ProvenancePrivate Collection, acquired directly from the artist in 2006
ExhibitionChatsworth House., & Sotheby’s. (2010). Beyond limits: Sotheby’s at Chatsworth Chatsworth: Sotheby’s. illus. pPg. 1
How innovative can flowers be? As the iconic Miranda Priestley sarcastically quipped in The Devil Wears Prada, “Florals? For spring? Groundbreaking.” Yet, flowers have always been vehicles for artists creating pioneering art. Lovebomb by Marc Quinn is part of this long tradition.
Stretching back to the garden murals of the Ancient Roman empire to the still life paintings of the Dutch Golden Age, flowers have been symbols that carry many meanings. As a work of art, there is something a bit unnatural about painted flowers, given that these botanic wonders spring from nature. A painted flower “lives” much longer than the organic material. This idea has fascinated artists who mined this gap, whether by grouping flowers and plants that would not normally be in season or bloom at the same time or including nods to the transience of life amongst an immortal painted arrangement.
Where does Marc Quinn fit into this art historical tradition? Flowers, and in particular orchids, have formed an important source of inspiration for Quinn. From sculptures to paintings, Quinn has investigated the symbolism of orchids – beauty, desire, sensuality, life, death – combined with investigations of physical temporality. Flowers, and by extension our existence, are short-lived and yet artists including Quinn have managed a level of immortality through artworks. Quinn notes these two disparate ideas in his works in order to provoke questions in the viewer. Quinn’s art lives in that magic of transformation – turning real flowers into sculptures, painting them, and creating monumental blossoms. He notes, “Art is [the process of] transforming something before your very eyes.”
However, Quinn’s art digs even deeper. Orchids are one of the largest families of flower plants and he celebrates their very essence, the sculptural and painterly qualities already inherent to them through their shape and color.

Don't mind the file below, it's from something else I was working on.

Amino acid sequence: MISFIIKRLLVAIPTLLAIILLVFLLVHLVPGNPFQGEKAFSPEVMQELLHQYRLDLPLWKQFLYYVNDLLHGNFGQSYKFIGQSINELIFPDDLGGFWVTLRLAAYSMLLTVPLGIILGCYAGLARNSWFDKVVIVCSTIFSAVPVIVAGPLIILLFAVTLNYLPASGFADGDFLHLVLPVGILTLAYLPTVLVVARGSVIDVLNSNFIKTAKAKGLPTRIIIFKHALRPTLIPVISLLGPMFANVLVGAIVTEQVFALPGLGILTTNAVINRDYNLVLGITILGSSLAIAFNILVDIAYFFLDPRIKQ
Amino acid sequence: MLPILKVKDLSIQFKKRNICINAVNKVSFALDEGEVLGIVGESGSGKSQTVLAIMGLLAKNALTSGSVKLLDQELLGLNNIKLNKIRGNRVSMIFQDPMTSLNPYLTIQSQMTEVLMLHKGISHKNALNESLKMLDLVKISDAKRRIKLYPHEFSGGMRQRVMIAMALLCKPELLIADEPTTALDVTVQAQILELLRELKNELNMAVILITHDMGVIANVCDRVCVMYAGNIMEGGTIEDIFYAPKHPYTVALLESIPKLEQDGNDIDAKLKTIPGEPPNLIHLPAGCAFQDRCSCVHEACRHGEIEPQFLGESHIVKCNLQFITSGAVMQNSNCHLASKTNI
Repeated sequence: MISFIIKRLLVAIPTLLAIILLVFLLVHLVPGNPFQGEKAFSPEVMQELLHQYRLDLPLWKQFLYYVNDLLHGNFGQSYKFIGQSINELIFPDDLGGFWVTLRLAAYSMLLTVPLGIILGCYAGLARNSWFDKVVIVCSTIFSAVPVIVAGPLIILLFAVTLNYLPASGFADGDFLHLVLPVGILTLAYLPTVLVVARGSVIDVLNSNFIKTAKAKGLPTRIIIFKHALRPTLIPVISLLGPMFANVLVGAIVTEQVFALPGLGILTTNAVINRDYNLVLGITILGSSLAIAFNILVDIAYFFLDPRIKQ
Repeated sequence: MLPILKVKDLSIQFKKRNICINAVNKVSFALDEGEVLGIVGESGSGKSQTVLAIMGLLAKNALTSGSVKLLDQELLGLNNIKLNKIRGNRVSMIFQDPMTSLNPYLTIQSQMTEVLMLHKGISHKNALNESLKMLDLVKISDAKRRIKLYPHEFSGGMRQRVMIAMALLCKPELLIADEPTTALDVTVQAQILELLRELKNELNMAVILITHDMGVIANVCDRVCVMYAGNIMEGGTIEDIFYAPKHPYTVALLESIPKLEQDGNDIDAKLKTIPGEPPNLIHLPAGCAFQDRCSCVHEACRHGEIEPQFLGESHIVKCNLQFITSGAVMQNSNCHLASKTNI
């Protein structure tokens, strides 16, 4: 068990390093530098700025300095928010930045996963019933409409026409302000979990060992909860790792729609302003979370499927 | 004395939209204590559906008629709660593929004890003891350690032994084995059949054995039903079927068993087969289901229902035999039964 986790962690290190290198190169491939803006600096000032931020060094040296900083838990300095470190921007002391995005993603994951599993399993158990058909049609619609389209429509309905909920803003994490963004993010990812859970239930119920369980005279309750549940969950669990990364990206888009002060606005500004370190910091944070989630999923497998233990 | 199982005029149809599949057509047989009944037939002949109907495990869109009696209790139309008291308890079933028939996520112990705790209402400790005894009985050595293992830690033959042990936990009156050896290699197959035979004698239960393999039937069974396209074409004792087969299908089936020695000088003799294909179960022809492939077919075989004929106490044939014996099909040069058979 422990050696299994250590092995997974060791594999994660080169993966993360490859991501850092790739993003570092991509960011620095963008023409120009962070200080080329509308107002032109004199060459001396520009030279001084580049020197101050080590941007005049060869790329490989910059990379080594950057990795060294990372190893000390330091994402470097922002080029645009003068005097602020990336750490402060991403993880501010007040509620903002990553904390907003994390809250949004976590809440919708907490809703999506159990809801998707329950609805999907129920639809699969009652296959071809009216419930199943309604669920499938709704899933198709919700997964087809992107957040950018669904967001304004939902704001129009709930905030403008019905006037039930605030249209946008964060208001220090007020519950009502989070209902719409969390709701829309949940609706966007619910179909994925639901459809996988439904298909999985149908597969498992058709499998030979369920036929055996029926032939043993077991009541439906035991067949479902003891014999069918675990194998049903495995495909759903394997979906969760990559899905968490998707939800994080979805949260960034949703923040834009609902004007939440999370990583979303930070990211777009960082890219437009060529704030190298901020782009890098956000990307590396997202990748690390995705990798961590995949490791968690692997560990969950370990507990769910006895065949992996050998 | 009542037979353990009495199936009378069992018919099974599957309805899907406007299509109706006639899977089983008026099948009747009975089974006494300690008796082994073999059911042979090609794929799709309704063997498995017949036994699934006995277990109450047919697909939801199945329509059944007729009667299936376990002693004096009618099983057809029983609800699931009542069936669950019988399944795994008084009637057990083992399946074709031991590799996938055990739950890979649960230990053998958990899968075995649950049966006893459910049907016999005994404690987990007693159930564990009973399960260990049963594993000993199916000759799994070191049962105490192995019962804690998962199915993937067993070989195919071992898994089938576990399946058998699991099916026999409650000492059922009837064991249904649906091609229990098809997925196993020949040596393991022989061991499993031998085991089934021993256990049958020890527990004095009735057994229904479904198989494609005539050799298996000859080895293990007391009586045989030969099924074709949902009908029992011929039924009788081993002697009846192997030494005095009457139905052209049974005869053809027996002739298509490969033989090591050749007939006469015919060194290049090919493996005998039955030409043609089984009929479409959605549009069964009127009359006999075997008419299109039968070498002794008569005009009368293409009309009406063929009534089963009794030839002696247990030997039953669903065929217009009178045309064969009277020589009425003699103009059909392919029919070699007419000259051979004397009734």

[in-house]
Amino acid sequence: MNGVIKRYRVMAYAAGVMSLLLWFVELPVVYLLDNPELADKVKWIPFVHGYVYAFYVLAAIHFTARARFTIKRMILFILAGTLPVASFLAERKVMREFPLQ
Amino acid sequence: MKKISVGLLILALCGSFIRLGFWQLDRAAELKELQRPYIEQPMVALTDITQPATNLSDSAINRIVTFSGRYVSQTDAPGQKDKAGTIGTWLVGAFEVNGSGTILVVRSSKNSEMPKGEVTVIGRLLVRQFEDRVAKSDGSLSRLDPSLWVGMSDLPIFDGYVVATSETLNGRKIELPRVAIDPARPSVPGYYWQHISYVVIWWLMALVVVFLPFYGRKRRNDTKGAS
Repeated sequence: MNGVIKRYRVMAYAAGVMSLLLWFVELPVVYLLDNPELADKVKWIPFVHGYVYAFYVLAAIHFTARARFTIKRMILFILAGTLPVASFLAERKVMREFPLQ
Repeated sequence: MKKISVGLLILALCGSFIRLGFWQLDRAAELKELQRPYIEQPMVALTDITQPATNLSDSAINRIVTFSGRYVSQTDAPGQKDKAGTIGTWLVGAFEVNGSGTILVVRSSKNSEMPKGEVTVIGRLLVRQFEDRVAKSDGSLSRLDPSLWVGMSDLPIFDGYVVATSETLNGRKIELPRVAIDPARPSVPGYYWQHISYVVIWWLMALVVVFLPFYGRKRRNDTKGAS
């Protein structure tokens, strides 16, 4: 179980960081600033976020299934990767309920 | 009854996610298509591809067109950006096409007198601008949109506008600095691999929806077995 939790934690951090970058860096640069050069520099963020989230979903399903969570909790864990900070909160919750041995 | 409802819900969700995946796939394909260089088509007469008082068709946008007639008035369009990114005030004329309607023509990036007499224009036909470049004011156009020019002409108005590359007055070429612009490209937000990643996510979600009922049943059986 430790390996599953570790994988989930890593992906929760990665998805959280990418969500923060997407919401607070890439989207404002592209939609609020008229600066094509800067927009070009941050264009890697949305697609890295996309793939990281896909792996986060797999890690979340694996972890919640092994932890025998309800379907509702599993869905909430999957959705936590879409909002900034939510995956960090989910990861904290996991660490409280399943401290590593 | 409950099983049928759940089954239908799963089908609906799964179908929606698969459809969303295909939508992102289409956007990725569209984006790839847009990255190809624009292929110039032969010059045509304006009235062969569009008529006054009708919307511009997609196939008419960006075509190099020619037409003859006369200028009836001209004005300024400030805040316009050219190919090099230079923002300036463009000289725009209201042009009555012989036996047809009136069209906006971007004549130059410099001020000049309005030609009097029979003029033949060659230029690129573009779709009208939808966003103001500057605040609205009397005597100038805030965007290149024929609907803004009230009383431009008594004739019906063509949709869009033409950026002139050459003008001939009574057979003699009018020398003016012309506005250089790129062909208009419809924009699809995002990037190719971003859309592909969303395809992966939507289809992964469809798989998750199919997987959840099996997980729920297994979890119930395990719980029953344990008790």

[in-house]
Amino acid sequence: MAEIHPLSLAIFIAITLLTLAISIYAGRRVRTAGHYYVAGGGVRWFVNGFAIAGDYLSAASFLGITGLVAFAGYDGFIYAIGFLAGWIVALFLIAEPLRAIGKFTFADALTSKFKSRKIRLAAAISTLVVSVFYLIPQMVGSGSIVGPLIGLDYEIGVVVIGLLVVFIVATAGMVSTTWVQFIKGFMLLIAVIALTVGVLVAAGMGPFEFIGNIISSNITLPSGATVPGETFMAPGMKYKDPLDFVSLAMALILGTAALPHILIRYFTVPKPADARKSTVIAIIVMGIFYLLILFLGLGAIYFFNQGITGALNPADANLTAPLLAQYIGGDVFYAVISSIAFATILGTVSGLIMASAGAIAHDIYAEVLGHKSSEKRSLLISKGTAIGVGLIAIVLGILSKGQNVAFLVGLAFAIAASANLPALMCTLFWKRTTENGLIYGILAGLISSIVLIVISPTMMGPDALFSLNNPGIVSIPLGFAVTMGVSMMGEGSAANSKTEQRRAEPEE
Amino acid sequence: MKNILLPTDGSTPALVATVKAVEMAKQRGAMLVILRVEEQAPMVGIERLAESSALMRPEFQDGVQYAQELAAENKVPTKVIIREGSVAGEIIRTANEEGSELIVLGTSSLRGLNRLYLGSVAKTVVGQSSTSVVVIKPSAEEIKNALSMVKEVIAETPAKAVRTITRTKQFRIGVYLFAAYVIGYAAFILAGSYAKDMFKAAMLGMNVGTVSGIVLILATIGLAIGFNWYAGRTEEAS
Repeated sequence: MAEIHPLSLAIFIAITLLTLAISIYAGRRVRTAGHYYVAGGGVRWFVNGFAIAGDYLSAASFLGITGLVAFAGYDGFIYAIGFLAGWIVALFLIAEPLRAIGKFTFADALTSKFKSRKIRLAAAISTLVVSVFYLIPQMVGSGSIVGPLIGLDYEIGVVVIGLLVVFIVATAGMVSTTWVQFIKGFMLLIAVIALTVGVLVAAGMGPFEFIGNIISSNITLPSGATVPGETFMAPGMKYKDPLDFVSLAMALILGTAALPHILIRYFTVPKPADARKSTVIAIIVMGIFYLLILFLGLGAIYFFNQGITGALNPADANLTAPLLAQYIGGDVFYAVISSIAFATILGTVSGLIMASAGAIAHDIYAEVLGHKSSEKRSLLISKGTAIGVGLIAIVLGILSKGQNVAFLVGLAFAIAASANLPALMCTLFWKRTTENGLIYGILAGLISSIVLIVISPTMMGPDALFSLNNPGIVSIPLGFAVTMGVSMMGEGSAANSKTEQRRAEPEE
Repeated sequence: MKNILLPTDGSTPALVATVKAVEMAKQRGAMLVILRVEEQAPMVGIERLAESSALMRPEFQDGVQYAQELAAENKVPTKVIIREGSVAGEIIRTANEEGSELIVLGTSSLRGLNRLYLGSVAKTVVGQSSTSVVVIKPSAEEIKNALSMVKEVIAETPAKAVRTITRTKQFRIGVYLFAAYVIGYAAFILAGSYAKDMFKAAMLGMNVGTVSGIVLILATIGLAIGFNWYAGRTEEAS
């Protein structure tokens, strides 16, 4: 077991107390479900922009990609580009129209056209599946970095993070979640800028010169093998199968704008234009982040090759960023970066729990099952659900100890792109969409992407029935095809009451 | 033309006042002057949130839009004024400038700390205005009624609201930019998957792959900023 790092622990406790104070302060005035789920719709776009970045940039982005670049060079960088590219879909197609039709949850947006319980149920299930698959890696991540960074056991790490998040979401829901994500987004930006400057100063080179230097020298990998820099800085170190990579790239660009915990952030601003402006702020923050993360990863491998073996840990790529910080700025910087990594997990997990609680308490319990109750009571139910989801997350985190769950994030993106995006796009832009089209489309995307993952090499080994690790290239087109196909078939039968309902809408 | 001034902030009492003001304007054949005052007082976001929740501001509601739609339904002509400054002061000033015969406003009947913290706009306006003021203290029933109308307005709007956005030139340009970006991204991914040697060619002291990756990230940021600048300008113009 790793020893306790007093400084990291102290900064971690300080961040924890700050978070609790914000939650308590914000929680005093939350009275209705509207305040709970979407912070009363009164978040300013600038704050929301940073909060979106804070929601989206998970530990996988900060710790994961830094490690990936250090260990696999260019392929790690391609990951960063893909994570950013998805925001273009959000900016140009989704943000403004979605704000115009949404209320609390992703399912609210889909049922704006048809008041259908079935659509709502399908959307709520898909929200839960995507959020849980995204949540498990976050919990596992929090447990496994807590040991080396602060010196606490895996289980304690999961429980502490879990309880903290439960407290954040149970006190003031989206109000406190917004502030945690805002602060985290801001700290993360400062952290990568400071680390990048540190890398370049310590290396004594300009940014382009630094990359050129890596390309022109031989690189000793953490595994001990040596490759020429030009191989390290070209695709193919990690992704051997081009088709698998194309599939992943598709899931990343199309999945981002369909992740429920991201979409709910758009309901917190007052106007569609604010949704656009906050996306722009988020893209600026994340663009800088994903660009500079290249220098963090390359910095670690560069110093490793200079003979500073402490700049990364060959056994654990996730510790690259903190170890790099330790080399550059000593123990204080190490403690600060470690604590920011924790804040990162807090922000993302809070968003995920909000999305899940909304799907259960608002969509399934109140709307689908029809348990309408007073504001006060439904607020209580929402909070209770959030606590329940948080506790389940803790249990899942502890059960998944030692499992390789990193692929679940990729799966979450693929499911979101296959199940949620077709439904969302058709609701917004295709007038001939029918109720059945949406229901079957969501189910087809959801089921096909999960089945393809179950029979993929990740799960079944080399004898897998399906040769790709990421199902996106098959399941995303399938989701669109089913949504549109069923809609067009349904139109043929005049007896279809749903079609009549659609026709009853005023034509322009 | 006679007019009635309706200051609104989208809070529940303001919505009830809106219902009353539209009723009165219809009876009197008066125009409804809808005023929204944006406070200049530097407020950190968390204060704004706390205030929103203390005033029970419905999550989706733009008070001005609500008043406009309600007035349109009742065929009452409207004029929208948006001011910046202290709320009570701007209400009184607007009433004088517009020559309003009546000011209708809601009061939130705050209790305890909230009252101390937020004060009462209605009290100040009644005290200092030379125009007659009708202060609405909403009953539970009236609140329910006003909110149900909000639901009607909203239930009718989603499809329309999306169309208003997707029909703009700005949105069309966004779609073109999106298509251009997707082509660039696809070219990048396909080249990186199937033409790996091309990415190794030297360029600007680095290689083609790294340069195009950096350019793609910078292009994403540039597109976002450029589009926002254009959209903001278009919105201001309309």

Lovebomb presents both a beautiful and slightly monstrous vision of nature. Quinn created a riotous bouquet of orchids, many of which would not exist side by side, and enlarged it to a monumental scale. The work provokes a tension between what is before us and what we know can conceivably exist. We are seduced by the vision while knowing deep down, something unnatural, corrupted, and magical is happening. What appears to be alive is more than just dead – it was never real to begin with.
We must also consider the environment in which Lovebomb exists. In an art gallery or in a home, the sculpture appears to leap from the ground. The contrast of floral beauty to the environment creates a moment that speaks to questions of what is natural or unnatural. As noted, that question of reality was important to the Romans and could even have life and death consequences. Emperor Domitian once served all black food which left his guests fearing that they would be executed. And, Emperor Elagabalus was said to have smothered his dinner guests under a blizzard of rose petals.
What is real? What is fake? These are questions we must confront when approaching Quinn’s work, interrogations that have real-world consequences. Within the humble flower sits ideas of truth, life, class, and desire.
Marc Quinn, "Love Bomb," 2006Stainless steel & laser-printed vinyl, 472 ½ x 102 3/8 x 37 ¾ in. Jupiter Artland, Edinburgh, Scotland